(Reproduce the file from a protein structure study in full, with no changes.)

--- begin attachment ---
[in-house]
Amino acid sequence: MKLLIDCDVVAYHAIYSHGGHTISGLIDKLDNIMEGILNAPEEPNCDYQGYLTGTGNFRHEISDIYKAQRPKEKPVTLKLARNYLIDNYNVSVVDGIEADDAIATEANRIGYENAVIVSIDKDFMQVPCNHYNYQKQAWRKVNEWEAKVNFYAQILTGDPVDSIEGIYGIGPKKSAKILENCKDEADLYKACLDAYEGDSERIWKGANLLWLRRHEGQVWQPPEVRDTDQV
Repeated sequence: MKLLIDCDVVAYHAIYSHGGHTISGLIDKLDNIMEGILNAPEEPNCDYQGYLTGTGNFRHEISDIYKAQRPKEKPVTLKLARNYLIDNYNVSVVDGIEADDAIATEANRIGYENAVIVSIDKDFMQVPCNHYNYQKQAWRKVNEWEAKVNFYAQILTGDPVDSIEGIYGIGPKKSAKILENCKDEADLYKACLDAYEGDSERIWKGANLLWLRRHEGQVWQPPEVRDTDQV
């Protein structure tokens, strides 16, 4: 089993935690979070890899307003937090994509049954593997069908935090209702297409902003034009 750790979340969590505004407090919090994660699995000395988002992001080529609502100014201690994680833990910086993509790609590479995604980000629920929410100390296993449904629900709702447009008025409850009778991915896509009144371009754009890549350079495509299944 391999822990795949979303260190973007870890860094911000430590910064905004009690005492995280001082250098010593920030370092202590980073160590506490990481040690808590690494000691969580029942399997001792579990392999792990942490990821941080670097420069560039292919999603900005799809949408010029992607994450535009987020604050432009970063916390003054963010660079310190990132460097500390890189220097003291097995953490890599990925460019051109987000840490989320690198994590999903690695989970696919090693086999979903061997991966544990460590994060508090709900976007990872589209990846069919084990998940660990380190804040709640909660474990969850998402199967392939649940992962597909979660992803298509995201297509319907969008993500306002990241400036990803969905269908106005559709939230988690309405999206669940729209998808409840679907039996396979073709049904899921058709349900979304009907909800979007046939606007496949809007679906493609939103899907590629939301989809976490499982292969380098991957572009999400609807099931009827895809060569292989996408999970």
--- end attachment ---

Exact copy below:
[in-house]
Amino acid sequence: MKLLIDCDVVAYHAIYSHGGHTISGLIDKLDNIMEGILNAPEEPNCDYQGYLTGTGNFRHEISDIYKAQRPKEKPVTLKLARNYLIDNYNVSVVDGIEADDAIATEANRIGYENAVIVSIDKDFMQVPCNHYNYQKQAWRKVNEWEAKVNFYAQILTGDPVDSIEGIYGIGPKKSAKILENCKDEADLYKACLDAYEGDSERIWKGANLLWLRRHEGQVWQPPEVRDTDQV
Repeated sequence: MKLLIDCDVVAYHAIYSHGGHTISGLIDKLDNIMEGILNAPEEPNCDYQGYLTGTGNFRHEISDIYKAQRPKEKPVTLKLARNYLIDNYNVSVVDGIEADDAIATEANRIGYENAVIVSIDKDFMQVPCNHYNYQKQAWRKVNEWEAKVNFYAQILTGDPVDSIEGIYGIGPKKSAKILENCKDEADLYKACLDAYEGDSERIWKGANLLWLRRHEGQVWQPPEVRDTDQV
């Protein structure tokens, strides 16, 4: 089993935690979070890899307003937090994509049954593997069908935090209702297409902003034009 750790979340969590505004407090919090994660699995000395988002992001080529609502100014201690994680833990910086993509790609590479995604980000629920929410100390296993449904629900709702447009008025409850009778991915896509009144371009754009890549350079495509299944 391999822990795949979303260190973007870890860094911000430590910064905004009690005492995280001082250098010593920030370092202590980073160590506490990481040690808590690494000691969580029942399997001792579990392999792990942490990821941080670097420069560039292919999603900005799809949408010029992607994450535009987020604050432009970063916390003054963010660079310190990132460097500390890189220097003291097995953490890599990925460019051109987000840490989320690198994590999903690695989970696919090693086999979903061997991966544990460590994060508090709900976007990872589209990846069919084990998940660990380190804040709640909660474990969850998402199967392939649940992962597909979660992803298509995201297509319907969008993500306002990241400036990803969905269908106005559709939230988690309405999206669940729209998808409840679907039996396979073709049904899921058709349900979304009907909800979007046939606007496949809007679906493609939103899907590629939301989809976490499982292969380098991957572009999400609807099931009827895809060569292989996408999970």